The Scream

Have you ever heard a scream
From that place between
Waking and sleeping?
The thunderous silence of a midnight dirge
To mourn the loss of
What you never had.

It’s the despair of two star-crossed lovers
Lying alone together, their world ill prepared
For love that never
Dies.

It’s the godless and unholy roar
Of Heorot’s pain:
A raw and tender obscenity screamed in search of
Heroes from a foreign shore.

It’s the rumble of this fragile earth
Of fire and stone,
But
There is no balm in Gilead
To soothe creation’s groan.

And no amount of drink
Can ever stop the sound,
And no endless reel of daytime television
Will ever fully drown
The Scream.

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Why I will not be wearing a Poppy this year.

Remembrance day, as the name suggests was designed to be a forceful annual reminder of just how horrific and destructive a war can be. Every year the country would have one minute of silence to remember those men and women who died in what we now call the two world wars, the idea being that if we forget what it was like then  we are bound to repeat our mistakes and plunge ourselves into yet another even more terrifying conflict. It seems to me that this message has been lost over the years and that November 11th has become yet another excuse for national pride and flag-waving. I find this extremely disrespectful to those servicemen and women (for the most part conscripts) whose lives were taken from them because political ideologies and national identities were allowed to become more important than the peoples’ lives. People died because we as a species lost sight of what is really important and now, almost 90 years on, on the day that we agreed to set aside to mourn and remember our mistake, people take to the streets with flags – the very symbol of the problem that caused such devastation. Wearing a Poppy has become intertwined today with smugness about winning 2 wars that ended long before most of us were even born, a war that we agreed was not really a victory for anyone, but a loss for humanity. I will have a private minute of silence for the dead – though I think that one minute in a year is hardly adequate, but I will not wear a symbol whose original meaning was noble but which has been stolen by the kind of people who would rather recapitulate their ancestors’ dubious victory than remember the dead.

Open-eyed

Sometimes there’s a moment when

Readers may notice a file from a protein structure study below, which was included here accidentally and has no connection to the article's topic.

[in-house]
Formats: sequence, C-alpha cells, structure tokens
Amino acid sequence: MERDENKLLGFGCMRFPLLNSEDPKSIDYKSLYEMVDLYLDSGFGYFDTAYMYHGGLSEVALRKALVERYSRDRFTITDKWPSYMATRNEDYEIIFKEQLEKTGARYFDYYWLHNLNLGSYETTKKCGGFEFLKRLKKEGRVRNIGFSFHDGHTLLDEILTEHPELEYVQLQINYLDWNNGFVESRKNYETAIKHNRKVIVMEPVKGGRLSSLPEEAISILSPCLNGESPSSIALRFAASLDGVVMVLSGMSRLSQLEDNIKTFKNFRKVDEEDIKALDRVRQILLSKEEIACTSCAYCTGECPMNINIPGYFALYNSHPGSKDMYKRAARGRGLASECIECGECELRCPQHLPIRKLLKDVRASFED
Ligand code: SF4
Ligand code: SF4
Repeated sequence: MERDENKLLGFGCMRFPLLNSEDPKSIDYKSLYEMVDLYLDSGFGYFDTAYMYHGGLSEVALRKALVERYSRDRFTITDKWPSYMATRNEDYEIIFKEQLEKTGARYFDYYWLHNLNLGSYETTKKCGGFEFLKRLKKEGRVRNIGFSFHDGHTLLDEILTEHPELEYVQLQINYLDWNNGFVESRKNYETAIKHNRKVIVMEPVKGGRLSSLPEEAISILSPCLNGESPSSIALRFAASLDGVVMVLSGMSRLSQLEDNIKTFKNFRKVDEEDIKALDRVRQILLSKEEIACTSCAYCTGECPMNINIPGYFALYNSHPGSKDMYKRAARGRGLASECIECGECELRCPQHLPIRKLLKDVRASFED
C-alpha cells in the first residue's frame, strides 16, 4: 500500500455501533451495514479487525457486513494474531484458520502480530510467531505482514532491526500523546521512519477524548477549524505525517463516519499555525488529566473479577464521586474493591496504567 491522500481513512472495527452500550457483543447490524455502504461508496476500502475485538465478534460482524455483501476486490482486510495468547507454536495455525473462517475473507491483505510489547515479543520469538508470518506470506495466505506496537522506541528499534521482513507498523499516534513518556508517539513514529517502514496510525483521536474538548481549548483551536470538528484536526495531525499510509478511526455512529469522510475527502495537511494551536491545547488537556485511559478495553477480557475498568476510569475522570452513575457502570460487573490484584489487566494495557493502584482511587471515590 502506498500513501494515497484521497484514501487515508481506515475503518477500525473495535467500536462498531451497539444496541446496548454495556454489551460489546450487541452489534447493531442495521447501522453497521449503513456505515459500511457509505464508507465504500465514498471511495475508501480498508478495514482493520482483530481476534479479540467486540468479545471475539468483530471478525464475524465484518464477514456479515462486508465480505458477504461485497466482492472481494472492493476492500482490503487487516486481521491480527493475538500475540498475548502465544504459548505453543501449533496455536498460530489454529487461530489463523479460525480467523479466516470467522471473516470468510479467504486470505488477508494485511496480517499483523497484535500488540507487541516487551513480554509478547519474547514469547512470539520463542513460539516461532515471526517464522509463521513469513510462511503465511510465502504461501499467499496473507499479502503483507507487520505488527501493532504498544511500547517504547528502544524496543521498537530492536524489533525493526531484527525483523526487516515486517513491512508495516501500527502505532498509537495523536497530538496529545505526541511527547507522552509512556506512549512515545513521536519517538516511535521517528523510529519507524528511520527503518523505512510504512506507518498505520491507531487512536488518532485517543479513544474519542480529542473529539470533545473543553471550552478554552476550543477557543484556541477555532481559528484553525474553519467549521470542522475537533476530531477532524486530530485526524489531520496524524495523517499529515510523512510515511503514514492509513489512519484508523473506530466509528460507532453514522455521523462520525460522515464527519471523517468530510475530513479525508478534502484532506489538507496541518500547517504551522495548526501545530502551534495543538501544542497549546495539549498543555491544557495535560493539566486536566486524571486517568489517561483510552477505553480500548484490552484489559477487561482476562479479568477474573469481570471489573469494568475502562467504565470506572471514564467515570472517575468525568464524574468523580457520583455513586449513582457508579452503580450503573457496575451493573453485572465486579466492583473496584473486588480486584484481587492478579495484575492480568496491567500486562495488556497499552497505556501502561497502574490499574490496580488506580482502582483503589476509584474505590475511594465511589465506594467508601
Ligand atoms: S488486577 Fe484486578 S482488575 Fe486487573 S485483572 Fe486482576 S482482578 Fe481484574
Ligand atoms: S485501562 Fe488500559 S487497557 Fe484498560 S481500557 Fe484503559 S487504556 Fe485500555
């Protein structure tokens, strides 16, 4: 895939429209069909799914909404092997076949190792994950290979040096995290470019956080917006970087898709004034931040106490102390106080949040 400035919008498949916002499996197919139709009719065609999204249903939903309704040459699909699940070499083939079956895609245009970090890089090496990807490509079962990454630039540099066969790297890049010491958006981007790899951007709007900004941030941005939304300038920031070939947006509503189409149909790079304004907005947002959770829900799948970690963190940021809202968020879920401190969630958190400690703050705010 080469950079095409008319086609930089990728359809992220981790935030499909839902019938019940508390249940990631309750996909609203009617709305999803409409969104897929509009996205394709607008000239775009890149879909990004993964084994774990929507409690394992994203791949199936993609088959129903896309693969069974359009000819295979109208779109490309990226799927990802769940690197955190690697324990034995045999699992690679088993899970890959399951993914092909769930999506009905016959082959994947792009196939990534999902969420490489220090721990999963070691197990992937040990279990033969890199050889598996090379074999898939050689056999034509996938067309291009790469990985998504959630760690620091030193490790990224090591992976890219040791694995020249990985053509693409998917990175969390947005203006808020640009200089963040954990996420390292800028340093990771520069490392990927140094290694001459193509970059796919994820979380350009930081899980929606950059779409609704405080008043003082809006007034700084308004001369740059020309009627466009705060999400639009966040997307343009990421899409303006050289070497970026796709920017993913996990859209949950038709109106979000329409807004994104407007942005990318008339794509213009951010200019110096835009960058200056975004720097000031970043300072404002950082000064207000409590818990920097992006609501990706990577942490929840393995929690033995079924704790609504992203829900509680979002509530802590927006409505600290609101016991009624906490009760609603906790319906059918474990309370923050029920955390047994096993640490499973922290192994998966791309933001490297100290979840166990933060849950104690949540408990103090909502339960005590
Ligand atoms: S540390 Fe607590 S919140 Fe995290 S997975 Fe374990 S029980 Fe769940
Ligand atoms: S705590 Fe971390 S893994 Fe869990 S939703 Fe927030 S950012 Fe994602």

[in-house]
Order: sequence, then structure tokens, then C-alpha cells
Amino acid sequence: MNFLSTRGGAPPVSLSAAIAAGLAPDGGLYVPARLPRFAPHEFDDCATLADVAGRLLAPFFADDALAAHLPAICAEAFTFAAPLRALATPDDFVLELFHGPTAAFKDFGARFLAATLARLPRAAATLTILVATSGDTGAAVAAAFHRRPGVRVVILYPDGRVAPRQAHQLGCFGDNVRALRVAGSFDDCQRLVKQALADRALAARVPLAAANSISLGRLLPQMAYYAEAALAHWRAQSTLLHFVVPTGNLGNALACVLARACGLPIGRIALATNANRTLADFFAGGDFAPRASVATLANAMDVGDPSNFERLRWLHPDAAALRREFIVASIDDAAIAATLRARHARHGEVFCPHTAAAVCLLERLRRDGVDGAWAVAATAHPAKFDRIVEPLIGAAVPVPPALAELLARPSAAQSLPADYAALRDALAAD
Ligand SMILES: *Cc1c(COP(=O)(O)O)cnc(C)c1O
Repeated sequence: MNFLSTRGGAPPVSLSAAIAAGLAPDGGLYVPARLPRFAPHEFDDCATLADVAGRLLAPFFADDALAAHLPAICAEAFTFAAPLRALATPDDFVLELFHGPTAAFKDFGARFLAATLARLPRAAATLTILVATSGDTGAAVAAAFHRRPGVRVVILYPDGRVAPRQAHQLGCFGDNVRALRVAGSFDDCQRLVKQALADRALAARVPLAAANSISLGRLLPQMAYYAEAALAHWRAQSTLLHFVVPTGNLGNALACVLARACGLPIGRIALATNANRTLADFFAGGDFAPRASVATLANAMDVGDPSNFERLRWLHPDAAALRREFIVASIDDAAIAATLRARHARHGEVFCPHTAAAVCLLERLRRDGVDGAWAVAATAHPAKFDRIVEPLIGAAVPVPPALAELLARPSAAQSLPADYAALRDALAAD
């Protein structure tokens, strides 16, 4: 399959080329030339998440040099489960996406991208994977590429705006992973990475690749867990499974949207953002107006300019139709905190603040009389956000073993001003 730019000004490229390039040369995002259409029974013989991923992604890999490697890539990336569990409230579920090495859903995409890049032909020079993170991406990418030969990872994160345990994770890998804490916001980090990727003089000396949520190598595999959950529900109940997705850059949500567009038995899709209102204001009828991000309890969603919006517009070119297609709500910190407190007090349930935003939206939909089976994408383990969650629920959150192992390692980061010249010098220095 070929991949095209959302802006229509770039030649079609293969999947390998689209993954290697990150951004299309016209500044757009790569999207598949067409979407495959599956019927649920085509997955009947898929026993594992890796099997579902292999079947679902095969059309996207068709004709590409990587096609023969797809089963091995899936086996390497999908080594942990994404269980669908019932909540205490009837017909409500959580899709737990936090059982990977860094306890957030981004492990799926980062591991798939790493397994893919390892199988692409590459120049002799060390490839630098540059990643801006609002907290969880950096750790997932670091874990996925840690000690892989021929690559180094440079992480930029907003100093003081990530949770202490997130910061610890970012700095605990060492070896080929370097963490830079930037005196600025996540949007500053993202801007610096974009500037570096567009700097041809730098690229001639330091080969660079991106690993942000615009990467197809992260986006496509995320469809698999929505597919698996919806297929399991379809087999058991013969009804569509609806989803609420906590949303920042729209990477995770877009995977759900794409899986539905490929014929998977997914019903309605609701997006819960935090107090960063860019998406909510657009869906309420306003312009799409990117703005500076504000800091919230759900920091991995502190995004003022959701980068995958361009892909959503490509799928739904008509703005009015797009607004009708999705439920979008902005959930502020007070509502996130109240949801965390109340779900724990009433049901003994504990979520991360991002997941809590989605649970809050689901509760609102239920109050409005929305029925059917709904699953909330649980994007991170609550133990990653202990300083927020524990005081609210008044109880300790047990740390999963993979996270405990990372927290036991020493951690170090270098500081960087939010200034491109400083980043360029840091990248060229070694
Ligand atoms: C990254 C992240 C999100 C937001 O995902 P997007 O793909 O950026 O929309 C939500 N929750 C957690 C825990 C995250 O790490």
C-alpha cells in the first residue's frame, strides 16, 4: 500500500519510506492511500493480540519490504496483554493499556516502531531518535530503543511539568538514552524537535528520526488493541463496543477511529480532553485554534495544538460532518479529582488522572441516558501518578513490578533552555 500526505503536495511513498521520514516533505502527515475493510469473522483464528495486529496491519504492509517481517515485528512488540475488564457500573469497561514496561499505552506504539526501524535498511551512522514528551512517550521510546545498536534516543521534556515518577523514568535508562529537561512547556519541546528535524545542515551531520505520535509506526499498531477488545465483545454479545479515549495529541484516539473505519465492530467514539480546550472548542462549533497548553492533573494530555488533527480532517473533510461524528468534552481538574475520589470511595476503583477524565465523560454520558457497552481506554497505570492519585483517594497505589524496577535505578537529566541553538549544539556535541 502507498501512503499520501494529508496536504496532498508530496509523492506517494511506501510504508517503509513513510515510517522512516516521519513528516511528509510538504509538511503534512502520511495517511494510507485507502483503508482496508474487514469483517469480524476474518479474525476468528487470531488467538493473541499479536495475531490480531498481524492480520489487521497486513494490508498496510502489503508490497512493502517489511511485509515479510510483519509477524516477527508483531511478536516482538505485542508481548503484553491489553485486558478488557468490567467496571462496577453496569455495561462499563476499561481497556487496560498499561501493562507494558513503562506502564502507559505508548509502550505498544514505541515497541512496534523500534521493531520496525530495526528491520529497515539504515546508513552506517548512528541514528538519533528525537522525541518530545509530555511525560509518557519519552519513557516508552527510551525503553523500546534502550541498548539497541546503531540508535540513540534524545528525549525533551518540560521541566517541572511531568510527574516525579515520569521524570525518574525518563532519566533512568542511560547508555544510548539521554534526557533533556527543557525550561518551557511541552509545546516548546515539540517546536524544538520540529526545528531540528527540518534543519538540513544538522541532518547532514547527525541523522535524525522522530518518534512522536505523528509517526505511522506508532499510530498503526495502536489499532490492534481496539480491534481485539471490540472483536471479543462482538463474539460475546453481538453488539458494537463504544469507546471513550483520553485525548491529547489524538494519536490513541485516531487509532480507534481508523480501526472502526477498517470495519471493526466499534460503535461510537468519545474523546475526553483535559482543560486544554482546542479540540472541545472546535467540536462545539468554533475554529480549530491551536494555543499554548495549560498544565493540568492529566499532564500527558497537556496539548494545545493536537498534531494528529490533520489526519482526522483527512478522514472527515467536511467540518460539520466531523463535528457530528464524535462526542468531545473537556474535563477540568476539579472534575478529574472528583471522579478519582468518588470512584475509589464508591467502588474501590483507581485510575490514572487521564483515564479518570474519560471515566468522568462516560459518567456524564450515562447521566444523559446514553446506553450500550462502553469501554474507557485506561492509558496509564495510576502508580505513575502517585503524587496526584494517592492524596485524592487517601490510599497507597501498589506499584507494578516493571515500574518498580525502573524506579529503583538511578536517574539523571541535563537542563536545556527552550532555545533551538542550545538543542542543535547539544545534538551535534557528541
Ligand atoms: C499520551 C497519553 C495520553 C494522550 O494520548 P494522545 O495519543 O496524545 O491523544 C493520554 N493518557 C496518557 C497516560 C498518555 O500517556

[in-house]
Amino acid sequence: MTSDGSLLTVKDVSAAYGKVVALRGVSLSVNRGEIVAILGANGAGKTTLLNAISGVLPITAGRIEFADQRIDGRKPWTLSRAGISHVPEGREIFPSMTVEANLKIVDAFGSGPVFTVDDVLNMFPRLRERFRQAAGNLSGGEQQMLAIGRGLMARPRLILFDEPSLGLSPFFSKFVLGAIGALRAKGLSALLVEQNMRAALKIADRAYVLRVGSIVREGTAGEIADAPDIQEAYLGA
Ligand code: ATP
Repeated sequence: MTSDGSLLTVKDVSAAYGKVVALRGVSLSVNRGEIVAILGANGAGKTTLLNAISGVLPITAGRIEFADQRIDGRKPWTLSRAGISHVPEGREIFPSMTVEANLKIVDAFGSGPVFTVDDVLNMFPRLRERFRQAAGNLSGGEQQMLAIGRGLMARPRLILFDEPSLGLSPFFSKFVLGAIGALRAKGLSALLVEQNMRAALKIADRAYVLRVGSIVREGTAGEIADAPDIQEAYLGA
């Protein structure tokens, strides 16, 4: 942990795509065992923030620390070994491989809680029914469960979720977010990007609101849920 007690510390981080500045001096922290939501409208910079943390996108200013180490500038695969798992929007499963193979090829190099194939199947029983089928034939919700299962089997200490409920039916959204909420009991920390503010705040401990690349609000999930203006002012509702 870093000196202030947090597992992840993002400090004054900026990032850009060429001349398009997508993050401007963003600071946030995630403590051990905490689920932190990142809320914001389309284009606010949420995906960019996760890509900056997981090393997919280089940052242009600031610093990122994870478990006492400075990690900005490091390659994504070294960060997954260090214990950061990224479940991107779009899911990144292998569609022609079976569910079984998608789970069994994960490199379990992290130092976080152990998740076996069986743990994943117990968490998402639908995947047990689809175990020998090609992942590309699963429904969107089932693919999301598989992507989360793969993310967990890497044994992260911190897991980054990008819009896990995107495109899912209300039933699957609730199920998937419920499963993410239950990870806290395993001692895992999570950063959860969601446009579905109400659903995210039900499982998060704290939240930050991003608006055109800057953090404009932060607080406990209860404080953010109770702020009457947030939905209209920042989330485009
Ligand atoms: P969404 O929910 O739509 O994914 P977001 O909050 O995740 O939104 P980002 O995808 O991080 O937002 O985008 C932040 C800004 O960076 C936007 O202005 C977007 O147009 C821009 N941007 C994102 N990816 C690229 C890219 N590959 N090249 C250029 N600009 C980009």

A rabbit ventures, for the first time, from the warren;
It sees the world for the first time in light,
Taking in the everything that now manifests itself
In the bright and unclouded future.
That was me.

I remember the first time I marveled at a bird
Sitting on the stump of a tree in the woods.
I remember my eye meeting hers and being
Entranced by such humble magnificence.
Little over a minute ago that eye had seen
Sights that earth-bound men could only dream.
To me that sparrow was a seraph from somewhere else,
A messenger of God making contact with me.

Dreams come to an end,
And those first feelings of magic fade away to shadows
Of another life, leaving only the misted memory
Of a sparrow on a stump.
But moments like that do not die;
They remain the living essence of that child in the woods
Open-eyed.

Gargoyles

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Disfigured demon faces.

Ugly bat-like wings.

How could it come to be that these should be the things

To guard our sacred spaces

And hide our holy places?

 

And that is what fear is – a gargoyle, a voluntary evil,

A demon that makes us turn our back on what we truly feel,

A bat – a vampire, a remnant of the un-living, pain that’s yet to heal.

 

The longer that we turn away

From the monsters in our minds,

The firmer grows their grip

and the tighter grows the bind

on all that we hold dear.

 

Next time you see a demon

On the doorway of a church

Look inside your mind and find

The Devils favourite perch.

Two poems for the price of one.

It seems like ages since my last blog entry so I’m going to do a 2 for 1 offer to make up for lost time. I’ve written two new poems in the last few weeks and they’re both going in this one entry.
They’re going together because they both deal with similar ideas and sentiments.

The first is a description of a courtroom in which our attempts to excuse ourselves from our own decisions are sitting under judgement from an authority higher even that truth. We know that the judge is higher than truth because it is truth that the lawyer unsuccessfully hinges his argument on. I opted for a slightly naive sounding rhythm and rhyme structure for the piece because it adds a feeling of inevitability to the way it sounds when I read it.

The second is inspired by the times when I am tempted to think that the trials of life are at least partly to blame for my lack of resoluteness. It ends on a slightly more positive note with a Kierkegaardian leap of faith into the unknown which is really all that we can do when faced with the utter loneliness of existence. The final stanza in iambic pentameter was fun to write. I can see why the great bard was so fond of using it – expect more of it from me in the future.

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What to say when all is said

And answers, in the sinners seat,

Sit silent at the Judges feet,